Unlike many revered Romantic poets, John Clare did not owe his artistic adroitness to a university education. He received none. Born to an illiterate mother and a scarcely literate father, Clare read voraciously as a child and began composing poetry at thirteen. 

Intimately acquainted with the landscape of his native Northamptonshire, Clare’s poetry is primarily preoccupied with the oscillations and undulations of human emotions and the enshrinement of beauty in nature.

Losing the love of his life after a thwarted courtship, he was forever haunted by the iridescent reminiscences of that failed affair. Marriage to a second love did little to prevent his gradual descent into madness. Nature and literature appeared to nourish him as much as love and loneliness seemed to starve him. 

Influenced by an autodidact study of literature and an early exposure to nature, eminent poets have persistently praised Clare’s lyrical skill and charm since he died in an asylum in 1864. 

Due to the vibrancy and sincerity of his work as well as the insanity and intensity of his mind, Clare has been compared to the painter Vincent Van Gogh, and has been critically hailed as the greatest working-class poet England has ever produced.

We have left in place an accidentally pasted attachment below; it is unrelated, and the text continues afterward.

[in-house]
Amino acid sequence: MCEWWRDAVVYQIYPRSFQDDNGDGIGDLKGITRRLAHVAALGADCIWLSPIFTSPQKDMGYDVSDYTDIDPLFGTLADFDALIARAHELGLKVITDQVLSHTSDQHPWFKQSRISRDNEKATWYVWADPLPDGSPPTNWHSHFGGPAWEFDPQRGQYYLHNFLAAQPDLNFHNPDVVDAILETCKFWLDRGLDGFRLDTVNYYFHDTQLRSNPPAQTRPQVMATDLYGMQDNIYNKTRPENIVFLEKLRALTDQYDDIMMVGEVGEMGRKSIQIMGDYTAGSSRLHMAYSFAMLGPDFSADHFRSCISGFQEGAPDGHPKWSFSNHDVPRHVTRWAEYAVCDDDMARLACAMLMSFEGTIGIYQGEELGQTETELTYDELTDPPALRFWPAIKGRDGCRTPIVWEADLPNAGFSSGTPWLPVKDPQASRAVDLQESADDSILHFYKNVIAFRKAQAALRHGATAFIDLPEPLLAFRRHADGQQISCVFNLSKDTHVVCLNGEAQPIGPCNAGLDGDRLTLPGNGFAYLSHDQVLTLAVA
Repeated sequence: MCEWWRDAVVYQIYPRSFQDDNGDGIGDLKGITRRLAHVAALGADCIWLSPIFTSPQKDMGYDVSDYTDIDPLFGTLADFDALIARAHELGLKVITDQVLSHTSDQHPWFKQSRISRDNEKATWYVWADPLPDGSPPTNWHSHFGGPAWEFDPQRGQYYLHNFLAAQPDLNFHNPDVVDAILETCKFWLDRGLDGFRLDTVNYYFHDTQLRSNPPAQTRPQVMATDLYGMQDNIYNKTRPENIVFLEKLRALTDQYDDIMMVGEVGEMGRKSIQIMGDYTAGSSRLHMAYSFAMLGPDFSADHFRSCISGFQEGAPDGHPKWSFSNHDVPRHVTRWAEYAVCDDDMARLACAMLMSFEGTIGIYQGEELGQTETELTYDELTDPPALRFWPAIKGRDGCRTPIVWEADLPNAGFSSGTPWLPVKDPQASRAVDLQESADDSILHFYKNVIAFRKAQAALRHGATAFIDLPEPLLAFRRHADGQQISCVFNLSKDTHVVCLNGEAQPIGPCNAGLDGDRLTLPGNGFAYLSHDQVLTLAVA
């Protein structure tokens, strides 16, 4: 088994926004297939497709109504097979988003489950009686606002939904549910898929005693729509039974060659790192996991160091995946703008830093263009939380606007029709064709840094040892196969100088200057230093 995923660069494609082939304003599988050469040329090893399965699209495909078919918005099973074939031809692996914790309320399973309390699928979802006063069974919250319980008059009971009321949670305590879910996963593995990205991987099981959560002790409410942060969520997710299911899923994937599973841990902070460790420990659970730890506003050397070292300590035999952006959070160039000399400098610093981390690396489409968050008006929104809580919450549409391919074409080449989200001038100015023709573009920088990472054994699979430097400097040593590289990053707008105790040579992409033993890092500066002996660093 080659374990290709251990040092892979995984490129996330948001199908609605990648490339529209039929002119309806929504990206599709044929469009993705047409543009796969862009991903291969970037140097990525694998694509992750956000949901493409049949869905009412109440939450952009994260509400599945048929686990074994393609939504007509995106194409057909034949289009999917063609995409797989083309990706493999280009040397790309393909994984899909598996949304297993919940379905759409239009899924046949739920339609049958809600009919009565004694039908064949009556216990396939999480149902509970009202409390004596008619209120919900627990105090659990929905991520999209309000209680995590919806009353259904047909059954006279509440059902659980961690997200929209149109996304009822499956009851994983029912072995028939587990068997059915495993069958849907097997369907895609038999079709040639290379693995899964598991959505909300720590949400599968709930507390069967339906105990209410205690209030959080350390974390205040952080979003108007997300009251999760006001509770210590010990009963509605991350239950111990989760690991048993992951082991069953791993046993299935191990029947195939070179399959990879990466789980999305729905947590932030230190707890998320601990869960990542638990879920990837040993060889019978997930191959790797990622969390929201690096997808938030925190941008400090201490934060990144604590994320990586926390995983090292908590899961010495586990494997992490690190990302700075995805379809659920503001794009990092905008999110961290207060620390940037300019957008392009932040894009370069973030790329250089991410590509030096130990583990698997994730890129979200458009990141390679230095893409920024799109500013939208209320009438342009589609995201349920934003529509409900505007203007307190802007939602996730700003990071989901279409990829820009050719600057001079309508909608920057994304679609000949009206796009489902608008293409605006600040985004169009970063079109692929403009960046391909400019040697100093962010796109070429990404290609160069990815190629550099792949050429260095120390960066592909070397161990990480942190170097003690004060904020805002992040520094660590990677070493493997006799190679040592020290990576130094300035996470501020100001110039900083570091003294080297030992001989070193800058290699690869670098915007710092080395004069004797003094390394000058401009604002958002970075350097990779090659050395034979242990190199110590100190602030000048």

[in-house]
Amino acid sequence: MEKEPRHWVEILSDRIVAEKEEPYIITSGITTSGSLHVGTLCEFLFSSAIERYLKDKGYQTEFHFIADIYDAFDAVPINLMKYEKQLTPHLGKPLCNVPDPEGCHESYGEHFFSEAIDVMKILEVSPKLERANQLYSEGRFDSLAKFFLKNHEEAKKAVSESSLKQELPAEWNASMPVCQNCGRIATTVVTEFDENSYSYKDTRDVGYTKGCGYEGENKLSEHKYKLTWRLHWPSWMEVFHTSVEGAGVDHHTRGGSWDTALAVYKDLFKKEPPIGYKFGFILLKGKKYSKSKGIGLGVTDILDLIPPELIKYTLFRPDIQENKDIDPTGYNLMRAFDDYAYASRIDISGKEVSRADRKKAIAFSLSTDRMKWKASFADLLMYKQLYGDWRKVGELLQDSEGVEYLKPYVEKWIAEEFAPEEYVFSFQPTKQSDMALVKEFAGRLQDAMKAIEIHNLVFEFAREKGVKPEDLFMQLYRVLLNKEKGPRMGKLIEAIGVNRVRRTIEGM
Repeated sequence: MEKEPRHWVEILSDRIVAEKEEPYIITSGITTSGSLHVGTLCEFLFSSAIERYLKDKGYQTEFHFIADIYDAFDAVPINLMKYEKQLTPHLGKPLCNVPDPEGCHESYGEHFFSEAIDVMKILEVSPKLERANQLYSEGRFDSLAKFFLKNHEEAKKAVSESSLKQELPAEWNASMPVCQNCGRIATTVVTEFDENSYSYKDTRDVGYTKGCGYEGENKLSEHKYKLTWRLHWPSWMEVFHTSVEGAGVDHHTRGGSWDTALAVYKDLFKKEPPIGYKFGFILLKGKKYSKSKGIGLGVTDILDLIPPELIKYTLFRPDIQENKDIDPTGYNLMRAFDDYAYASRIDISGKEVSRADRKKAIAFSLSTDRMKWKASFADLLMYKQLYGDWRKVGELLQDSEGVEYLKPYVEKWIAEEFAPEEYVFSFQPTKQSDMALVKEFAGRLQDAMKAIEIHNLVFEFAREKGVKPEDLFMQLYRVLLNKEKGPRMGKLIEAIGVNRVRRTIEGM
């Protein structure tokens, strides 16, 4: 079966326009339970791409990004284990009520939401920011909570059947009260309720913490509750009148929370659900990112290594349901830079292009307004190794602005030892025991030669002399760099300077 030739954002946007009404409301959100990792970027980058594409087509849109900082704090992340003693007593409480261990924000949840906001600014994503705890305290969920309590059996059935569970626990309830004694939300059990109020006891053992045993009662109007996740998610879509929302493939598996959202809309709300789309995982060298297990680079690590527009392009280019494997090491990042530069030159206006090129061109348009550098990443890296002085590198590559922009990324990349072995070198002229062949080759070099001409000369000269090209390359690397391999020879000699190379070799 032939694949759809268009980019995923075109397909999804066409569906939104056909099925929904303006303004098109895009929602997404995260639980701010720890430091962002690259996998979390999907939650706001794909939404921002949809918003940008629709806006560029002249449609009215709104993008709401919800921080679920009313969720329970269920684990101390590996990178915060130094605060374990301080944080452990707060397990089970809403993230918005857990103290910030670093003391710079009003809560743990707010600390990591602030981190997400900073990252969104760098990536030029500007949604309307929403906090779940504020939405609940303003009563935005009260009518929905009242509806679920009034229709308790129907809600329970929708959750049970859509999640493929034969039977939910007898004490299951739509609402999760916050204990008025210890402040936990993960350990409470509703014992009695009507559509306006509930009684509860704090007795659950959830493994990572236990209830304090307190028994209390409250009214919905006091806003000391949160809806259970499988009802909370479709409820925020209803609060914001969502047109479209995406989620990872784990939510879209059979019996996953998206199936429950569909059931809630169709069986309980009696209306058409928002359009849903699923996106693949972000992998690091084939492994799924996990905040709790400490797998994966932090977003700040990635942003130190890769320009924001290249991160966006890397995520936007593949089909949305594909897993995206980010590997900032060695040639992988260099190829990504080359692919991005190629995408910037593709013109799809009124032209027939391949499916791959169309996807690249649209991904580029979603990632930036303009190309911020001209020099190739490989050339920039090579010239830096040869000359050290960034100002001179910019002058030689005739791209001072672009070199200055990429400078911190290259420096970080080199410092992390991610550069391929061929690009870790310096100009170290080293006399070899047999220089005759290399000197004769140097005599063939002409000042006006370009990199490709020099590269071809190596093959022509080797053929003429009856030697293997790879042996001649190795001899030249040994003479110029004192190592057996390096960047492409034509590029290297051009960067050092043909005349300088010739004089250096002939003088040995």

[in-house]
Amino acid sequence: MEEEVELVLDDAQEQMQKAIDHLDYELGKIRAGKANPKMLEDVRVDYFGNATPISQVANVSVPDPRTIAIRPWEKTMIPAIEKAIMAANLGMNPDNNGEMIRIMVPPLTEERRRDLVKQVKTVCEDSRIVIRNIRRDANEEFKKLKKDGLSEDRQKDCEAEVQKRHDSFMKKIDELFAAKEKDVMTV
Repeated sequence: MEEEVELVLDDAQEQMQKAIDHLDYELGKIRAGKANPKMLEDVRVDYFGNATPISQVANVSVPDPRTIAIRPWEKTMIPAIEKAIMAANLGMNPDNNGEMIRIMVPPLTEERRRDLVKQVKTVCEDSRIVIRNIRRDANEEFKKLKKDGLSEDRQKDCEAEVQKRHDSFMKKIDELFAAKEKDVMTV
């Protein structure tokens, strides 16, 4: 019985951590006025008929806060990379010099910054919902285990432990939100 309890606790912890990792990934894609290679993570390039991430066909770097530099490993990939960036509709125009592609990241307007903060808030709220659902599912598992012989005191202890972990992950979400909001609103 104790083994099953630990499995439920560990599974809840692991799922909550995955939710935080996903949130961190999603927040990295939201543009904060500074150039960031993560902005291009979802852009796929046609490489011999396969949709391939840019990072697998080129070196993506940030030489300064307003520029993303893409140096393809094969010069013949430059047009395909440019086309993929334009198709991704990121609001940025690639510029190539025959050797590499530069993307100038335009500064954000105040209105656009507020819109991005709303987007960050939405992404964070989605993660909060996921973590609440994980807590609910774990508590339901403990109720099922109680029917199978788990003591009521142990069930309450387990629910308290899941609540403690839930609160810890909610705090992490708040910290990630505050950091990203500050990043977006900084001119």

This week’s selection is entitled Summer. Enchanted by the arrival of summer and a blossoming of love, the exaltation of the speaker transforms into an admission of ill health, as he “daily fade[s] away” despite his incredible joy. The frailty of physical existence contrasted to the power of profound feeling is a point romantic poets often loved to emphasise. 

We hope you enjoy this week’s poem as much as we did. 

Summer by John Clare 

Come we to the summer, to the summer we will come,

For the woods are full of bluebells and the hedges full of bloom,

And the crow is on the oak a-building of her nest,

And love is burning diamonds in my true lover’s breast;

She sits beneath the whitethorn a-plaiting of her hair,

And I will to my true lover with a fond request repair;

I will look upon her face, I will in her beauty rest,

And lay my aching weariness upon her lovely breast.

The clock-a-clay is creeping on the open bloom of May,

The merry bee is trampling the pinky threads all day,

And the chaffinch it is brooding on its grey mossy nest

In the whitethorn bush where I will lean upon my lover’s breast;

I’ll lean upon her breast and I’ll whisper in her ear

That I cannot get a wink o’sleep for thinking of my dear;

I hunger at my meat and I daily fade away

Like the hedge rose that is broken in the heat of the day.